Found in innumerable consumer products such as non-stick coatings and stain-resistant fabrics, as well as in military grade firefighting foams, per- and polyfluoroalkyl substances (PFASs) can be dangerous if they leach into drinking water. They do not easily break down in the human body, and can accumulate over time to dangerous levels.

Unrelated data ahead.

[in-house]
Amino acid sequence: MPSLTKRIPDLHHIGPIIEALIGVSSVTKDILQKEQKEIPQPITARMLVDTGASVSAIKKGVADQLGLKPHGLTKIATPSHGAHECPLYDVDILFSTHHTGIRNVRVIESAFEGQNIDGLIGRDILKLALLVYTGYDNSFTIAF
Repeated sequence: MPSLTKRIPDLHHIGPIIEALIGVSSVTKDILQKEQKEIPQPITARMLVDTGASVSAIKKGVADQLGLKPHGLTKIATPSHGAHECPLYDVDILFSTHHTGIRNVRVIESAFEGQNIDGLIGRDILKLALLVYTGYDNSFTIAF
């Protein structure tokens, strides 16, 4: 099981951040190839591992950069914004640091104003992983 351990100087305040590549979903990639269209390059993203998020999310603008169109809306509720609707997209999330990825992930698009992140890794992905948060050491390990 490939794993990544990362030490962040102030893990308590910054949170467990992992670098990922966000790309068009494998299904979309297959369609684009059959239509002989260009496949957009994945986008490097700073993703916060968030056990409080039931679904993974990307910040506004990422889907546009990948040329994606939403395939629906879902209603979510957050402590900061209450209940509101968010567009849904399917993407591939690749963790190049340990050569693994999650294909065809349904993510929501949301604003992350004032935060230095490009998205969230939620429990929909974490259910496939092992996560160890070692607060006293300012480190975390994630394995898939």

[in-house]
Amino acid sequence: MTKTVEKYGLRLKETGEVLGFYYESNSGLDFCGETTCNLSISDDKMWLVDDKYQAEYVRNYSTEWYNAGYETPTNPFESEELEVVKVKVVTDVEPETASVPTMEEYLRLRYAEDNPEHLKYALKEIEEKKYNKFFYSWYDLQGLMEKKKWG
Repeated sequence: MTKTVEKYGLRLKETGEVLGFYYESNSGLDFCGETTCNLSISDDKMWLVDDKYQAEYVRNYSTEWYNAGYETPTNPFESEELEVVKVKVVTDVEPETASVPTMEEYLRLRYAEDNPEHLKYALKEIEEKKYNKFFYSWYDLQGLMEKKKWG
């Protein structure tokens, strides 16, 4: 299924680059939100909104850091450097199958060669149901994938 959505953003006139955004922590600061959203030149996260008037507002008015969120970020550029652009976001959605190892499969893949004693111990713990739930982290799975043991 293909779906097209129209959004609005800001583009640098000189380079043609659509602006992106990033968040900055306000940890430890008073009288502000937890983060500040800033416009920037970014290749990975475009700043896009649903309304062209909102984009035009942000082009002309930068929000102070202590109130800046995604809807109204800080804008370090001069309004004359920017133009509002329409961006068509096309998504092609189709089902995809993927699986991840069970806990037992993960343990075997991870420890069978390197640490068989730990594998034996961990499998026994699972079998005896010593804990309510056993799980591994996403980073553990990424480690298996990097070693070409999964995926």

For this reason, the Environmental Protection Agency (EPA) has set a PFAS limit of 70 ppt (parts per trillion) in drinking water. Yet the most common PFASs, PFOA (perfluorooctanoic acid) and PFOS (perfluorooctane sulfonic acid) have been detected in over 100 public drinking water systems across 33 states. Until now, it was difficult for municipalities to get these levels under control.